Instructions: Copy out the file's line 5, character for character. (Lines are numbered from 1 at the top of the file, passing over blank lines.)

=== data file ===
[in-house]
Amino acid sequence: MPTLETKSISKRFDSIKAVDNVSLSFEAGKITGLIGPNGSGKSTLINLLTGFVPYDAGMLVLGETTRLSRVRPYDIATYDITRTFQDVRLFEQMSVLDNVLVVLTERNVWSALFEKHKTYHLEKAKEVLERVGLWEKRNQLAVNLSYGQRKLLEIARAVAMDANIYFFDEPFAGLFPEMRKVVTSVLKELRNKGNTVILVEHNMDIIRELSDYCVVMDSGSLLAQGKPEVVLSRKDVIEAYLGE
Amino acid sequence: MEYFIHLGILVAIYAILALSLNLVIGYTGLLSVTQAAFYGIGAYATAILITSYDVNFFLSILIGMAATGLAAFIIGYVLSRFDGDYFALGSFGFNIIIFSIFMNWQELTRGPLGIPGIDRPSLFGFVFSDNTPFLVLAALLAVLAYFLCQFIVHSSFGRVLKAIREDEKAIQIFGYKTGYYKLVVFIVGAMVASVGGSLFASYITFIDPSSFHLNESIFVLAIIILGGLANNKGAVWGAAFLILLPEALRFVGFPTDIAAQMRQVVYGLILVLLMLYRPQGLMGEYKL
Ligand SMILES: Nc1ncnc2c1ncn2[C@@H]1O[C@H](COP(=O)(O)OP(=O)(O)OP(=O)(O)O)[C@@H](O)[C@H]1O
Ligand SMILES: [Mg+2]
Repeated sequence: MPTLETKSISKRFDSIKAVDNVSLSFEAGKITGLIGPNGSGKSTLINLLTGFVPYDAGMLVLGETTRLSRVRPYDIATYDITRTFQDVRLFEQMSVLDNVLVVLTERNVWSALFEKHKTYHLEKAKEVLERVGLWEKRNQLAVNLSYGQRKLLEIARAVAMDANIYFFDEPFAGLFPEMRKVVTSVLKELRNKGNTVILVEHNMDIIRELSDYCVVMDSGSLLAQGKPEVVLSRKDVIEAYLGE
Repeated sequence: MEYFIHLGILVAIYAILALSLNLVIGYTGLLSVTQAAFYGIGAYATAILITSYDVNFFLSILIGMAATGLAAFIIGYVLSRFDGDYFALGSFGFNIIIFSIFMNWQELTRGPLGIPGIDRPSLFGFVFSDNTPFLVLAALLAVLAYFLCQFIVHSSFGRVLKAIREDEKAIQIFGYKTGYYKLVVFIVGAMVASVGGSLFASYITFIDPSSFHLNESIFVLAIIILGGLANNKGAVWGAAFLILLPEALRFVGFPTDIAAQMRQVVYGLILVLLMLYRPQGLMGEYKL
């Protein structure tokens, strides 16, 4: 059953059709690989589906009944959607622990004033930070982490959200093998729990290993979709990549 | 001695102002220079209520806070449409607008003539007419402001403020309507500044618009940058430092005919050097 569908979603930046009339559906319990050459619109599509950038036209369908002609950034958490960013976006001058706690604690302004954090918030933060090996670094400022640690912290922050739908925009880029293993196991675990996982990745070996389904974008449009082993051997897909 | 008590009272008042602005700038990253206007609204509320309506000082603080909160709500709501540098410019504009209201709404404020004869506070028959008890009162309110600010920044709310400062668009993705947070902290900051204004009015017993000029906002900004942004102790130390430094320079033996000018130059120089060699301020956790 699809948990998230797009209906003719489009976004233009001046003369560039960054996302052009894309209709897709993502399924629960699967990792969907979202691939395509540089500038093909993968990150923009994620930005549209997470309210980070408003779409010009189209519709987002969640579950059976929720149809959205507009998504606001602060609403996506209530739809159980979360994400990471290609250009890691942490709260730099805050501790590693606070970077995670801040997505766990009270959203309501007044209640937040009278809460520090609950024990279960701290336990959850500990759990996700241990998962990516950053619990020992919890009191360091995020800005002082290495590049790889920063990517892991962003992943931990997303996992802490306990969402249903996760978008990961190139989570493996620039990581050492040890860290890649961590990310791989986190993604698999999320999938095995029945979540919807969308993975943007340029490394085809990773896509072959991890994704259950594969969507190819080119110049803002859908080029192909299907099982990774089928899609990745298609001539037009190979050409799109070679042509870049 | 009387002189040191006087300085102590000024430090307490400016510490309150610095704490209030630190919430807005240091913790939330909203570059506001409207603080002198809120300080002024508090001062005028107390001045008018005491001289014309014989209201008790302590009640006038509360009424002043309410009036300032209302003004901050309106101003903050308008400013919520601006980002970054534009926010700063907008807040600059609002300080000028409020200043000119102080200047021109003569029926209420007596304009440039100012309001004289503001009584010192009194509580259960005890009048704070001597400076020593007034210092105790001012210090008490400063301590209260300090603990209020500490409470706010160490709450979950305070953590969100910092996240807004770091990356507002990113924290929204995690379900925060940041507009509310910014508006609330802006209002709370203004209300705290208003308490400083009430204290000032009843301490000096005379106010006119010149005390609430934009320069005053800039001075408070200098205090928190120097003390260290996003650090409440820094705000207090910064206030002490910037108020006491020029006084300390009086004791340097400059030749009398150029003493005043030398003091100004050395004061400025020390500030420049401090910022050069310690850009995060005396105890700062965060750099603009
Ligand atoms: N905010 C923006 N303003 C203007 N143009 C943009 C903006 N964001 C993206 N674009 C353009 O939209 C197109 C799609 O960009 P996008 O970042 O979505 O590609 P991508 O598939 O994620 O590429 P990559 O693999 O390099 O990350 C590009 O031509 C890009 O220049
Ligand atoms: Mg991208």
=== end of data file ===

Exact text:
Ligand SMILES: [Mg+2]